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Multi Channel vs. Integrated Marketing: A Crash Course

Last week I was excited to attend DMAW’s Crash Course on Integrated Marketing. As a provider of content to the nonprofit industry, I’m always on the hunt for cutting edge information and making new friends – both easy to come by at this fun and informative daylong event.

There were four case studies followed by eight roundtables. Unfortunately, I was a little late (almost three hours with traffic from Baltimore!) so I missed Kris Murphy and Steve Blumberg from LMO Advertising talking about the outrageously successful experimental marketing campaign they conducted for the National Guard. But here’s what I do know: it involved Superman. It involved movie ticket premiums. It worked. It was also top secret and no slides could be shared with anyone so I couldn’t tell you much here anyway. Or I’d have to kill you. But I’m sure Kris wouldn’t mind if you called him.

I can, however, summarize my findings from the other three presentations that were completely engrossing:

First, we should be clear that multi-channel marketing is not integrated marketing. Multi-channel is the ability to deliver messages using various platforms. Integrated marketing delivers a single campaign with a consistent message to potential donors using various platforms.

(Jenna Taylor-Gonzalez, Shriners Hospitals for Children and Dawn Iype, CDR Fundraising Group)

Dawn Iype from CDR Fundraising Group, showed us samples of fabulous campaign art (WWP, CAP, Shriners) adjusted for multi-channels. It was easy to see how the message was reinforced when all the products supported each other so clearly. This included: using analytics as part of the planning process and focusing on the donor funnel; making sure the creative and offer matched across all channels; and that they achieved both maximum breadth and depth. In other words, contact as many people as often as possible using all channels available until returns diminish or opt-outs increase. They also stressed that coding is as important as creative and must be constantly tracked, measured and evaluated. Their strategy included a lot of segmentation and testing that was carefully planned – for a $35,000 matching campaign. Not only did they meet the match 12 days into an eight-week campaign, but they were also able to raise over $672,000 by switching the language across all channels! Key takeaway: You need to optimize when adjustments have to be made – time is money!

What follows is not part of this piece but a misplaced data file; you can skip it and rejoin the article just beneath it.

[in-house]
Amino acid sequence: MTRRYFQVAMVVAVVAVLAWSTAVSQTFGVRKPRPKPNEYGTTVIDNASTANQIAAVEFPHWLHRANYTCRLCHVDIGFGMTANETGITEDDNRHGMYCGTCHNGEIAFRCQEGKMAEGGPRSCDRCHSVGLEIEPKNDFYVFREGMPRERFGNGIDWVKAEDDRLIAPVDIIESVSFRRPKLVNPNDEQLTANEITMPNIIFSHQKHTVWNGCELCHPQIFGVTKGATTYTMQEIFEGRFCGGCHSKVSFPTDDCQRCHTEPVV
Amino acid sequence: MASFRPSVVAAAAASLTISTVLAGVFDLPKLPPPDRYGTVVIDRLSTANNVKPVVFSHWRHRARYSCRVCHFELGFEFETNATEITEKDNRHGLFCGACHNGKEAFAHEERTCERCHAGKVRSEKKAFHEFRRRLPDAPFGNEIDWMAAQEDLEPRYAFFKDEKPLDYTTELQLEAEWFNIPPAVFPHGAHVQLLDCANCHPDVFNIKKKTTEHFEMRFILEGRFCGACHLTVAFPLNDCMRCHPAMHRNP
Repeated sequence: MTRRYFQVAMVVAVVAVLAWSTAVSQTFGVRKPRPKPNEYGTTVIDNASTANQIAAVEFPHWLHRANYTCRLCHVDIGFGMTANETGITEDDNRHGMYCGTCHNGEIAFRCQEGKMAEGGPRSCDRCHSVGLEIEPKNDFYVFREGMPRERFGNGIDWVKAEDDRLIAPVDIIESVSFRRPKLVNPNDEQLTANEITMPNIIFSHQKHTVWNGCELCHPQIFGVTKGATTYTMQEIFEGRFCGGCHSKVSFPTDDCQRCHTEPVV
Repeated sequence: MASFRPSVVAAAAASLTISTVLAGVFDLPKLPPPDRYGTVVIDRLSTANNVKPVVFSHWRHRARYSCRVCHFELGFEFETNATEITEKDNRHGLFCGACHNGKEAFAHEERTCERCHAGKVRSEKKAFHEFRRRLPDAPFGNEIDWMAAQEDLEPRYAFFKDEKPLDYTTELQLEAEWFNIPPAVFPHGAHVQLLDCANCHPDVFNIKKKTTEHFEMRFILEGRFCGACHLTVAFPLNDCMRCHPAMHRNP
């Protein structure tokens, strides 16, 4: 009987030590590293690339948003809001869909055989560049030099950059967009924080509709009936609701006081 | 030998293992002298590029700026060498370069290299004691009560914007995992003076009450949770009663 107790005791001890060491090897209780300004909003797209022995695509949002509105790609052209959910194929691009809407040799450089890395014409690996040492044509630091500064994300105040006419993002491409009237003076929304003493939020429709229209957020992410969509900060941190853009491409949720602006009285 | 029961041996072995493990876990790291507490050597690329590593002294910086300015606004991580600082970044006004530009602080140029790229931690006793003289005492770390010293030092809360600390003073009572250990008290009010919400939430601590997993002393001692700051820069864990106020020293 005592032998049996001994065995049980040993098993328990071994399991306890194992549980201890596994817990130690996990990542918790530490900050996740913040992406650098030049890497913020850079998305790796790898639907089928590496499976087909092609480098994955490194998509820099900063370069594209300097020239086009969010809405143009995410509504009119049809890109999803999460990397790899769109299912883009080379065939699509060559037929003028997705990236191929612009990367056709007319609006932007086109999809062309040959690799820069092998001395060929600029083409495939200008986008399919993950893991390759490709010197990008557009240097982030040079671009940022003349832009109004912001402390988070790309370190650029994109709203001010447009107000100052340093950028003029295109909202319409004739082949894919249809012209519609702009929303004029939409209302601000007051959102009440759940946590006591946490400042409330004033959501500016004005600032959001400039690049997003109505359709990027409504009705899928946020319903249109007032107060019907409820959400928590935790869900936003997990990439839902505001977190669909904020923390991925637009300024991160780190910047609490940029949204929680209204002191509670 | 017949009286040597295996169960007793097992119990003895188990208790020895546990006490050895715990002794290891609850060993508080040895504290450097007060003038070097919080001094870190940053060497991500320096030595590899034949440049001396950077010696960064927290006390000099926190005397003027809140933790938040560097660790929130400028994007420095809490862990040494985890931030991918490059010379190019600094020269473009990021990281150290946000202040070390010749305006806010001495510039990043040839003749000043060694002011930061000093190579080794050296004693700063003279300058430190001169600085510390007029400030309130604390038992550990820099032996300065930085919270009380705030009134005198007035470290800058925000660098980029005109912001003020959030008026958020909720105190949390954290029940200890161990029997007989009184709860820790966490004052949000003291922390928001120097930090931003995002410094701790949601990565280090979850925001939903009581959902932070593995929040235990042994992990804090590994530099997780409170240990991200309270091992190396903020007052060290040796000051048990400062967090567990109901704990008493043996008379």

Next, Mary Getz from the Lukens Company and Debbie Johnson from the National Committee to Preserve Social Security & Medicare blew me away with their “Goldilocks Challenge” to find the right media mix for the right audience. The key to the success they were able to achieve is in the close coordination between their direct mail and digital teams. They tested into very specific geographical regions using direct mail, pre and post email, search and display advertising, LinkedIn, Facebook, remarketing, and telemarketing. For example, targeted regions that received direct mail combined with Facebook advertising and automated phone calls saw response rates that indexed well over 100% compared to the control region. By using their particular multichannel approach, NCPSSM was able to both improve inactive re-engagement and grow their online list.

(BJ McHugh, CCAH)

Lastly, Brenna Holmes and BJ McHugh of Chapman Cubine Adams & Hussey (CCAH) opened their session about Peer-to-Peer and the power of integrated channels by reminding us that “donors are aging and many are permanently lapsing.” They made a great case about how peer fundraising can be mixed into other channels. For example, receiving a donation request from someone you know is 300 times more effective than receiving the same solicitation from an organization. In other words (and numbers): personal email open rate is 90% versus organizational at 17%. That translates to an average donation rate of 25% versus .08%! People are more likely to give if asked by a friend or family member. Makes sense, right? Using this theory across integrated channels, Brenna and BJ illustrated how they used personal fundraising pages. This included training fundraisers, keeping them engaged, collecting information, and helping to find the best ways to do peer fundraising (races versus personal pages, etc.) By using both email and direct mail to recruit and train fundraisers, they had a 15.5% increase in fundraisers, resulting in a 94.6% increase in donations. And their dollars more than doubled. As peer-to-peer fundraising grows, so do all the other channels, including online.

I think the biggest takeaway of all is to not forget any pieces of the pie to test. It will ultimately help with your online growth.

Pia Payne is the Associate Publisher & Brand Manager at NonProfit PRO (formally FundRaising Success), a strategy leadership and best practices guide for nonprofit organizations to help them learn to raise money and manage better internally. She can be reached at or at (215) 238-5377